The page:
Difunctional Acids by Petroleum Hydrocarbon ... - ACS Publications


saponification and liberation—gradually increases at the expense of the water insoluble acids as the oxidation proceeds. At high conversions, the wa...
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C. N. ZELLNERl and FRED LISTER2 Research and Development Department, Tide Water Associated Oil Co., New York, N. Y.

Difunctional Acids by Petroleum Hydrocarbon Oxidation Primary oxidation products of difunctional acids from petroleum hydrocarbons, obtained in the laboratory and pilot plant, give promise for use in alkyd resins, polyesters, and plasticizers.

T H E purpose of this article is to describe a method of oxidation of primarily paraffinic hydrocarbons, such as can be found in various petroleum fractions of high molecular weight. The method involves oxidation in the liquid phase with air or oxygen and in the presence of a catalyst in a manner that an essentially “difunctional acid” product is obtained a t high conversion levels. A difunctional acid is a compound which reacts as having two acid functions per molecule. Its purpose is to present a preliminary summary on the probable composition of the oxidation product. I n view of the extent of the literature on the general subject of hydrocarbon oxidation, no attempt is made here to refer exhaustively to this literature. Probably the most useful summaries on the subject are the review articles by Bawn (2), Waters (8), and Zuidema ( 74). These publications, as well as numerous patents (7, 3, 4, 7, g), indicate that oxidation should be stopped at relatively low conversion levels with saponification values of 6 or 7 milliequivalents per gram-that is, permitting Present address, Celanese Corp. of America, Summit, N. J. 2 Present address, Wood Machinery & Chemical Corp., Princeton, N. J.

1938

appreciable amounts of charge stock to remain unreacted. The reason for this appears to be that a t higher conversion levels, resinification and discoloration of the products resulted. These methods require some means of separation of the acidic products from unreacted hydrocarbon, commonly by saponification and reacidification. The present work was first directed toward the attainment of high levels of conversion, without resinification of the product, so that the saponification step would not be necessary. Such complete oxidative conversion of hydrocarbons to acidic material of light color and essentially devoid of unsaponifiables has not been reported in the literature. Process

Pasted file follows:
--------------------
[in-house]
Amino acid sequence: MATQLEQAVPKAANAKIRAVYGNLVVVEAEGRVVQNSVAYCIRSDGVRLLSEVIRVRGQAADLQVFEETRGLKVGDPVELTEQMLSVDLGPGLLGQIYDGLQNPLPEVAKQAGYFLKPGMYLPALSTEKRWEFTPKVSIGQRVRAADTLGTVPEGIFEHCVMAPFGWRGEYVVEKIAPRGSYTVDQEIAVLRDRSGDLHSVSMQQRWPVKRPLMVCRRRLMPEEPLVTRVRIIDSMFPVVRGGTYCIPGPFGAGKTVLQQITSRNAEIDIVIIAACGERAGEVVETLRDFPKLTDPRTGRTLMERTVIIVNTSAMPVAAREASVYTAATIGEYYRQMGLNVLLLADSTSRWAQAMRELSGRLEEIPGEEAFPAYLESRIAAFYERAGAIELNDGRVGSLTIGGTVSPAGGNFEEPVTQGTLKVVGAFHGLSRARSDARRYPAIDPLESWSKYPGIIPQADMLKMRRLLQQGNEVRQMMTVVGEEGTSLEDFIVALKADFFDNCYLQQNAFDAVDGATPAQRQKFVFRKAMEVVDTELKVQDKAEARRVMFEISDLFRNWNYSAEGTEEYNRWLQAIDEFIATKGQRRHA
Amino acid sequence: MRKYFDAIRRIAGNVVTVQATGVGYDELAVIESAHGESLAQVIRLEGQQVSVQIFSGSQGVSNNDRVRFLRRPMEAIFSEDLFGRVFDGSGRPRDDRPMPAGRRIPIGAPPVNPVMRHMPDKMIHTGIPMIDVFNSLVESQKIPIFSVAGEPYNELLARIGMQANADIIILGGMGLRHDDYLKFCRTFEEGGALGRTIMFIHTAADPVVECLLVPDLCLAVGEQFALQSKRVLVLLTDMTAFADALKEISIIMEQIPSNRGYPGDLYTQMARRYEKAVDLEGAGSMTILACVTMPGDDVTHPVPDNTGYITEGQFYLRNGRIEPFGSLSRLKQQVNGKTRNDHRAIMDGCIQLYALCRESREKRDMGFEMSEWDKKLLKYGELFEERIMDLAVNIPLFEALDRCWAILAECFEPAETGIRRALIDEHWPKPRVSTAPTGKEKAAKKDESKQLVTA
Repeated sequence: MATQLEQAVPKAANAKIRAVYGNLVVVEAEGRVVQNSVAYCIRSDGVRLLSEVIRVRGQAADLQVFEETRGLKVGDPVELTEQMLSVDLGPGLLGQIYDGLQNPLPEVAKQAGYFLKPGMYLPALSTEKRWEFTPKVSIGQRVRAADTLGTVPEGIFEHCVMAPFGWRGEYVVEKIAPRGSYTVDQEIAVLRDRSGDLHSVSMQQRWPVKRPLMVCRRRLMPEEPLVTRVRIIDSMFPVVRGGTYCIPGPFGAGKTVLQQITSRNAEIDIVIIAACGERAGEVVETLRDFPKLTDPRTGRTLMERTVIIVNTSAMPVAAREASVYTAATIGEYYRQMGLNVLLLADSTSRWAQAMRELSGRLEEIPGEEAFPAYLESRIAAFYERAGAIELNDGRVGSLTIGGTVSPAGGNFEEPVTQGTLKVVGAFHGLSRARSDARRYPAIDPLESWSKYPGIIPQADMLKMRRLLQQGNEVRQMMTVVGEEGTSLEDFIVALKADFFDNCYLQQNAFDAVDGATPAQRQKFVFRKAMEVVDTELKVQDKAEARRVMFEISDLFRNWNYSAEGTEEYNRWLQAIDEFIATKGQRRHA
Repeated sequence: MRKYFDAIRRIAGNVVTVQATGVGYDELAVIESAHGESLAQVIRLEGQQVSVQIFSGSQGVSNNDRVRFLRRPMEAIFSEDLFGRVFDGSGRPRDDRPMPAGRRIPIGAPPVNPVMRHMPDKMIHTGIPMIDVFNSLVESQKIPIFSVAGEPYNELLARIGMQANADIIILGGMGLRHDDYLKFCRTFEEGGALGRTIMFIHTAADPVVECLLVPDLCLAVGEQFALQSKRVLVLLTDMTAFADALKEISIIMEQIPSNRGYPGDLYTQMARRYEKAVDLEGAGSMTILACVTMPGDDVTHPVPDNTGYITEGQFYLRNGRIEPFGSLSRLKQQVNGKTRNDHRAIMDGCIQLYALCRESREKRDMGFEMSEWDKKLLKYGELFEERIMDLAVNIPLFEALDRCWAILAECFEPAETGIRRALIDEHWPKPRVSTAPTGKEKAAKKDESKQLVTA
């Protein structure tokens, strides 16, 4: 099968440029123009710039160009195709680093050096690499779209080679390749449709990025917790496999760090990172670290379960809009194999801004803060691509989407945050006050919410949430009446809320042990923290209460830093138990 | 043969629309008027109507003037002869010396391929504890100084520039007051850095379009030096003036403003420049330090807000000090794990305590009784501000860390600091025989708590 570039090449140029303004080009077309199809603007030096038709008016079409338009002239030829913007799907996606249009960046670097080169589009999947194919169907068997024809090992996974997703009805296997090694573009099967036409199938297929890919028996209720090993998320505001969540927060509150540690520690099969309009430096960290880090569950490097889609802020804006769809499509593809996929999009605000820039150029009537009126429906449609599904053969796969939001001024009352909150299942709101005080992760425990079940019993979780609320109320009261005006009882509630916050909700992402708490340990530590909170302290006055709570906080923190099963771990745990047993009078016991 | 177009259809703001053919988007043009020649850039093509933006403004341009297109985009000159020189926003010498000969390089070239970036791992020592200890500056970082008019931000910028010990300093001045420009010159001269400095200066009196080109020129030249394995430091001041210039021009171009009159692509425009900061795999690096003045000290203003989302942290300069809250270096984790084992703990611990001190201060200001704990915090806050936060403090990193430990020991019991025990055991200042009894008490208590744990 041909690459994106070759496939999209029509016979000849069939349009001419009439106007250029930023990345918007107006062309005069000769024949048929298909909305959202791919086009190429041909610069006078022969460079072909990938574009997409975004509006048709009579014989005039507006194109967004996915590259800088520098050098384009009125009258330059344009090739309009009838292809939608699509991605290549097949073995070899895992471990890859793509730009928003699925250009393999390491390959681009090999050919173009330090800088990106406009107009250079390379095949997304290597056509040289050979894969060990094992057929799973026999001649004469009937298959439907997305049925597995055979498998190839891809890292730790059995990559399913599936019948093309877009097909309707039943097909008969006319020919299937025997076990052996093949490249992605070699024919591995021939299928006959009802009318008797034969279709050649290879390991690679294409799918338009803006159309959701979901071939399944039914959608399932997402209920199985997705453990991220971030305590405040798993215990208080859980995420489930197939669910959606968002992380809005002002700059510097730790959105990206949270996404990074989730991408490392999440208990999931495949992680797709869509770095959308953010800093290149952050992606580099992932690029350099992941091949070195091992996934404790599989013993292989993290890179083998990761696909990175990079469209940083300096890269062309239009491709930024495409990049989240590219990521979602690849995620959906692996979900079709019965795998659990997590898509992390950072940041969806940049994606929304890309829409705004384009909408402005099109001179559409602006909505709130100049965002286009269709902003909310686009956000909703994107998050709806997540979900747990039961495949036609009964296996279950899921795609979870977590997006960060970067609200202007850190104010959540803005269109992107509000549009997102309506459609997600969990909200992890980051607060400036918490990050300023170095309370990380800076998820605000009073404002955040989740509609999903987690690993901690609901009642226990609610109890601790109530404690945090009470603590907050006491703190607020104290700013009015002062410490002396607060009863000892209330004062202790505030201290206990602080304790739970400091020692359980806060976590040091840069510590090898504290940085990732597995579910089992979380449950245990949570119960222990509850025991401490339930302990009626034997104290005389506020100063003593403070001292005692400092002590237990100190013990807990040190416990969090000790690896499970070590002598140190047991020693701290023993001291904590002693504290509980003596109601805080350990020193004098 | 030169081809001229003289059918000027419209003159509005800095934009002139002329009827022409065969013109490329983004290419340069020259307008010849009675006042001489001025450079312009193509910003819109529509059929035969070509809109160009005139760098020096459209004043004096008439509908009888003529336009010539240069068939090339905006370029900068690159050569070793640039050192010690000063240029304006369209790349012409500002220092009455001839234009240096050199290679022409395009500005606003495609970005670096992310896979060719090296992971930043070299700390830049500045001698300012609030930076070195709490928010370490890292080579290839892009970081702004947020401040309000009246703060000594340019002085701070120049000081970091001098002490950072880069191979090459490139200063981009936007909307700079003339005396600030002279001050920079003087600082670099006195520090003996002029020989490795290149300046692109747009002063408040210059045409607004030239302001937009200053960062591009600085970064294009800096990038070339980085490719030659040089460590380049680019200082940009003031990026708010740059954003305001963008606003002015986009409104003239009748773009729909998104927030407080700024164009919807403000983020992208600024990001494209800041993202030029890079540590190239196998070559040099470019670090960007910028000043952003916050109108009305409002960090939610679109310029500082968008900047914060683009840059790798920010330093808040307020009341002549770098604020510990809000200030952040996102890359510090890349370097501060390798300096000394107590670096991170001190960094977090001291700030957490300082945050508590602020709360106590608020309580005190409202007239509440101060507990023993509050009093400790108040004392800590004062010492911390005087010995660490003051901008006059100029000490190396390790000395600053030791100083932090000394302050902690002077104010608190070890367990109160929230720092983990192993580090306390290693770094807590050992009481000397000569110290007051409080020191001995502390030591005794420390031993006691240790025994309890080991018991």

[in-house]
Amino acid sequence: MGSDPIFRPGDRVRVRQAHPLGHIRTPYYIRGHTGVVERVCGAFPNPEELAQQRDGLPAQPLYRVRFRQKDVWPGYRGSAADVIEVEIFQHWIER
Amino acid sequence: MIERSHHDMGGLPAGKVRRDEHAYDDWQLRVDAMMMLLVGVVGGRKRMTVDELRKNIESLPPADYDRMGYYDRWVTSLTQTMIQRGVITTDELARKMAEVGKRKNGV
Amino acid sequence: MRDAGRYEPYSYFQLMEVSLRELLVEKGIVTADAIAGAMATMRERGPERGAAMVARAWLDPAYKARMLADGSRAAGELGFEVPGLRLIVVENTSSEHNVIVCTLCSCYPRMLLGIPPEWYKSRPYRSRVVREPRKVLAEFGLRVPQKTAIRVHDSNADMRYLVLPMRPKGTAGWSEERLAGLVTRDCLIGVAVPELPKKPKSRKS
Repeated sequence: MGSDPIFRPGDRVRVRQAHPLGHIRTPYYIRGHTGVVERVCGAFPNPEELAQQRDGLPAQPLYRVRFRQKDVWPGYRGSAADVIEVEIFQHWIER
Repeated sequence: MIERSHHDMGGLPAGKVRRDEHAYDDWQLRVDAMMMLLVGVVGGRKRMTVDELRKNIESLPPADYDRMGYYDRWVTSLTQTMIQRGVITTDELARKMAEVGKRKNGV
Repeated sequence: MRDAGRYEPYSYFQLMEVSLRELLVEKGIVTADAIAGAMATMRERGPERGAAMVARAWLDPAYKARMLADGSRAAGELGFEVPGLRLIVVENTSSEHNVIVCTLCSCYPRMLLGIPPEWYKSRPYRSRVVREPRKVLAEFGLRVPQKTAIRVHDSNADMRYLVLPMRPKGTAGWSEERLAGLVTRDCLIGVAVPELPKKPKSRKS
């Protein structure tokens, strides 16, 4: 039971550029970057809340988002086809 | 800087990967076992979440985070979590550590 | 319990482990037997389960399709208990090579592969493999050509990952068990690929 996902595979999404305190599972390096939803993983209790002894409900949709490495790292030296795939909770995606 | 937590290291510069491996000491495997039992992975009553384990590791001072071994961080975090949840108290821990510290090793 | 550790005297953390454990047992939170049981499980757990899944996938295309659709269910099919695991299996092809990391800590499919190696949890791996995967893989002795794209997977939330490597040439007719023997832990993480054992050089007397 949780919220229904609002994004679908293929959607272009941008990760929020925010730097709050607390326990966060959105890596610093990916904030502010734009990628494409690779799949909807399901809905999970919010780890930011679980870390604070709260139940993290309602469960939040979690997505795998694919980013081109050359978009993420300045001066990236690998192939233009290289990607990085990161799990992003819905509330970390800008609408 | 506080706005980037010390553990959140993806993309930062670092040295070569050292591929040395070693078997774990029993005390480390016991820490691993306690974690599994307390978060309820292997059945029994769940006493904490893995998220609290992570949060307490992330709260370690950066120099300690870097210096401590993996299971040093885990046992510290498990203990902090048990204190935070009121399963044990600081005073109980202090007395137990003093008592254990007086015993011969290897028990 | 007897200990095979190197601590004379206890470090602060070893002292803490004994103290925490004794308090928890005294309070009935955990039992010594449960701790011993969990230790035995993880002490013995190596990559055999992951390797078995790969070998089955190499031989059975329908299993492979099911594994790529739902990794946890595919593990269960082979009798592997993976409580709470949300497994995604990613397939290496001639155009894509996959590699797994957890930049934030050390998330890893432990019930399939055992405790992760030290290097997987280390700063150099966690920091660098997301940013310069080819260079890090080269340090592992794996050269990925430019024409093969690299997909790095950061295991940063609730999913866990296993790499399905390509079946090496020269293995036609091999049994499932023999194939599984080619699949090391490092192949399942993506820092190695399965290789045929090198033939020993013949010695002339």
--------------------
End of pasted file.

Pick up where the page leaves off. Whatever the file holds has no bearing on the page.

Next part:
Early in the program, paraffin wax (melting point 120’ F.) was oxidized to various levels of oxidation, as measured by saponification value. A correlation was made between the saponification value and the per cent breakup into water soluble acids, water insoluble acids, and unsaponifiables. Figure 1 presents graphically the results of this correlation. Extremely high saponification values must be reached before the percentage of unsa-

INDUSTRIAL AND ENGINEERING CHEMISTRY

ponifiables in the product drops to a negligible amount. Oxidation must be continued beyond a saponification value of 9 meq. per gram (504 mg. KOH per gram) in order to obtain a product with less than 5% of unsaponifiables. (Saponification value is used throughout this article to mean total saponifiables, including free acids.) The water soluble acid content--after saponification and liberation-gradually increases a t the expense of the water insoluble acids as the oxidation proceeds. At high conversions, the water solubles were found to consist in part of crystalline dibasic acids, and in part of noncrystalline dibasic acids in a ratio of about 1 : 1. The water insolubles, although largely monofunctional during the early stages of the oxidation, become dibasic, as well during later stages-i.e., they behave chemically as compounds with two acid functions per molecule. The oxidation reaction generally is continued to a saponification value of 10 meq, per gram (560 mg. KOH per gram) or higher to produce a mixture of difunctional acids. A convenient apparatus for the laboratory study of reaction variables is shown in Figure 2. Air or oxygen is metered into the reaction vessel and dispersed through a sintered-glass tube into the

Figure 1.